The researchers measured the shells of four species of female turtles, and found that the smaller exclusion device they evaluated (which had an opening about two inches wide) would keep most turtles out of the fishnets – between 92 and 100 percent of three turtle species in the lake had shells too large to fit through the device. For the fourth and smallest turtle species the scientists studied, however, the exclusion device was not as successful – only 27 percent of those turtles were bigger than the opening.

If managers close the fishery during the time when turtles are most active, that can reduce turtle bycatch; to evaluate the effect of closing the fishery a month earlier in the spring, the scientists measured how active the turtles were during May and June. Only one turtle species was most active right before the current closing date of June 20, but, as the authors note, “[w]hile seasonal activity rates vary among species, a shortened fishing season would still decrease the total number of turtles captured, provided that there is no compensatory increase in fishing effort.”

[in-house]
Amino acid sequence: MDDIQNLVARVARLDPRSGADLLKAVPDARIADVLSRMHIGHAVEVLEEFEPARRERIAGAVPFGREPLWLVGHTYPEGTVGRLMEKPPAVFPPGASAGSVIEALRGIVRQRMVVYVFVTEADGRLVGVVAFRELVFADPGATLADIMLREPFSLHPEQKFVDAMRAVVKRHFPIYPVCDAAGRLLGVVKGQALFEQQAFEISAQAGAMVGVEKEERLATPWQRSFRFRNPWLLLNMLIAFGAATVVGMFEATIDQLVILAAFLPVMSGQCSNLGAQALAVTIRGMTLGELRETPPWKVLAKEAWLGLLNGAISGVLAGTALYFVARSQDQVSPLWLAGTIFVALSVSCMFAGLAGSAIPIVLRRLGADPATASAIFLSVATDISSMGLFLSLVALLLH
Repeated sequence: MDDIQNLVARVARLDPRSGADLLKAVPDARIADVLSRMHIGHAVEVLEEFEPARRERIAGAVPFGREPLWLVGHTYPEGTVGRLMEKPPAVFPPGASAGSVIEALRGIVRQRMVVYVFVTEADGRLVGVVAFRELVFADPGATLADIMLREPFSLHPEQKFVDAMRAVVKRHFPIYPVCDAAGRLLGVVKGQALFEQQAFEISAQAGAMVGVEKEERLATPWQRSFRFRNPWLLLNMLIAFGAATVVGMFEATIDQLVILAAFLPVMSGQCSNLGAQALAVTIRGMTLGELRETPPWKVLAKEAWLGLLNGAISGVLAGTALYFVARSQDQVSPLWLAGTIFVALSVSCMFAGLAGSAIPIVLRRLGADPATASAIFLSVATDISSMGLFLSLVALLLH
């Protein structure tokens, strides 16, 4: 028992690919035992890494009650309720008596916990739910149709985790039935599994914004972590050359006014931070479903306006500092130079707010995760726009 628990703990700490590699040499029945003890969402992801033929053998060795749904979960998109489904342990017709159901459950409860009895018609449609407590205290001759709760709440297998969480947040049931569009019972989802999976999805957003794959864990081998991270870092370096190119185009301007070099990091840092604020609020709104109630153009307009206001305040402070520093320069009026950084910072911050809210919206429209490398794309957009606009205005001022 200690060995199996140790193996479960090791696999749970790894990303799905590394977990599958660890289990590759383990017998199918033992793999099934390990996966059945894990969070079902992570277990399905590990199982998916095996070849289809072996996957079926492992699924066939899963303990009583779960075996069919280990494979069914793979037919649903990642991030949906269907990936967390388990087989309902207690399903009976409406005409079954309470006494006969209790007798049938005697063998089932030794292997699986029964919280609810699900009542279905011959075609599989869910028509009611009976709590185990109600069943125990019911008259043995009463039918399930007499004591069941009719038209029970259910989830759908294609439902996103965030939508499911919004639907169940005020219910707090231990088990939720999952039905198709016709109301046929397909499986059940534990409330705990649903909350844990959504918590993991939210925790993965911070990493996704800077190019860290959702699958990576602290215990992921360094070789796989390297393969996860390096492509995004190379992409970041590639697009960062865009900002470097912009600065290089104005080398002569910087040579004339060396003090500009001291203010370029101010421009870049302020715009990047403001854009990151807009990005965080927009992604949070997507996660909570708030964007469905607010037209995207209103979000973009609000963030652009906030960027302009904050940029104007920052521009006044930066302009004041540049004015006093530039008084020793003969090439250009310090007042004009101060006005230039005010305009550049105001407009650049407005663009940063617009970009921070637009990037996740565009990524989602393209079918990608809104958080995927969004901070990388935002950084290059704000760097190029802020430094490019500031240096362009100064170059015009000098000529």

Based on demographic traits like the current number of turtles in the lake, how old female turtles are when they first reproduce, and the proportion of female turtles that reproduce each year, the researchers estimated how the population of each turtle species might increase or decrease over the next 500 years under different bycatch scenarios. They determined that for three of the turtle species, just one or two female turtle deaths due to bycatch each year could lead to a complete loss of the population from the lake within that timeframe.